An option that cannot be turned off is smart targeting. When your crosshairs move close to an enemy, they will grasp it so that you have a better shot of hitting it. You will still need to make some adjustments in order to get headshots, but ultimately we found it helpful. Note that scope mode does not use the targeting feature.

Zombies on consoles was most popular as a co-op game, and this iteration has this feature in full swing. Online (only over a wireless connection, not 3G), local wi-fi, and Bluetooth multiplayer all work great when in-game. However, occasional connection issues did not allow us to play these modes. Also, we would love to have voice chat for online in the future. Apart from random queuing, there is an option to host a private match. Joining one is a pain since you need to put in a case sensitive name to find the group. This often took us multiple tries to work correctly as well.

The biggest shortcoming in this version of Zombies is the content you are getting for the top price point on the App Store. With only one map available, there will never be much variation in your strategy. Activision has said that new maps are coming in the future as in-app purchases, so we hope they compensate for the high cost of entry and price the extra content accordingly. Currently, there is still a lot of replay value, with about 50 achievements of varying types and online leaderboards.

Ultimately, Zombies is a great port of the extremely successful survival game found in Call of Duty: World at War. The lack of content, high price point, and occasional connection issues with the servers keep it from our highest rating, but don’t let that stop you from buying this if you are a fan.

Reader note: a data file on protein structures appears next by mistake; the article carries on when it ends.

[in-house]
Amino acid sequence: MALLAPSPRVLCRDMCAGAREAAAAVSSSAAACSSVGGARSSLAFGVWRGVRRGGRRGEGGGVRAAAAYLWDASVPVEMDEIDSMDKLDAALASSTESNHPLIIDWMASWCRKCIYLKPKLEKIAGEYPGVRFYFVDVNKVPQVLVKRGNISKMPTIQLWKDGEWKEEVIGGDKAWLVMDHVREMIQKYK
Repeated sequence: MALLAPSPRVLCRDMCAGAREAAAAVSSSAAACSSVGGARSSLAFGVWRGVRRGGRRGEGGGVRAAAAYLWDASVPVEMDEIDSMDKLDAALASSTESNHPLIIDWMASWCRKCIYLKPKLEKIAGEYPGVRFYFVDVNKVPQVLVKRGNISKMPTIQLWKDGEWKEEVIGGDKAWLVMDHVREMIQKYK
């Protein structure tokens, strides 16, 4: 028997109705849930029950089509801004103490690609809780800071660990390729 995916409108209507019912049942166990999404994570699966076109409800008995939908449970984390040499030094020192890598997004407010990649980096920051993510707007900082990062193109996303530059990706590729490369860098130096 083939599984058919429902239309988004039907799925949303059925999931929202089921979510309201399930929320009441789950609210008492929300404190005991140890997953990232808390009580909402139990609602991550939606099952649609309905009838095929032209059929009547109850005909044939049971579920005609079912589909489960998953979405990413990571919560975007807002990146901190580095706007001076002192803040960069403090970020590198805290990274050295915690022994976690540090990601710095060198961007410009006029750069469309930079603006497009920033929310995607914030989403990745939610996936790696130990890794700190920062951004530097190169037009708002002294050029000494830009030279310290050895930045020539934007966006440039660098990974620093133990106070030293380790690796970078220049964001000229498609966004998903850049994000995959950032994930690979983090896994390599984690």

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Call of Duty: World at War: Zombies Getting New DLC Tomorrow

Activision announced today that a new downloadable map for Call of Duty: World at War: Zombies will be released tomorrow. Called “Der Riese” (aka “Zombie Factory”), the new map was developed by Ideaworks Game Studio and will take its place next to the three maps already available.

If you’re scrambling to the App Store now to purchase the game in anticipation of the new map, put the brakes on, sir. Currently, the game costs $9.99, and all you get is the first map. If we’re reading the press release correctly, when the new map is made available tomorrow, the game will go on sale for $4.99, and it will include all four maps. Since the wording of the press release is a little unclear, we’ve reached out for comment and will update this article when we get the official word.

Activision is hoping Der Riese will whet players’ appetites for the upcoming console game Call of Duty: Black Ops, launching for Xbox 360 and Playstation 3 on November 9.

Call of Duty: World at War: Zombies Hands-On Video

The sudden and surprising release of Activision’s Call of Duty World at War: Zombies has left us scrambling, not only to buy the game and play it, but also to protect our brains from the shambling undead. Check out footage from the sole survival-style level, Nacht der Untoten, on the next page.

We’ll have our review ready for you soon, so lock and load, soldiers!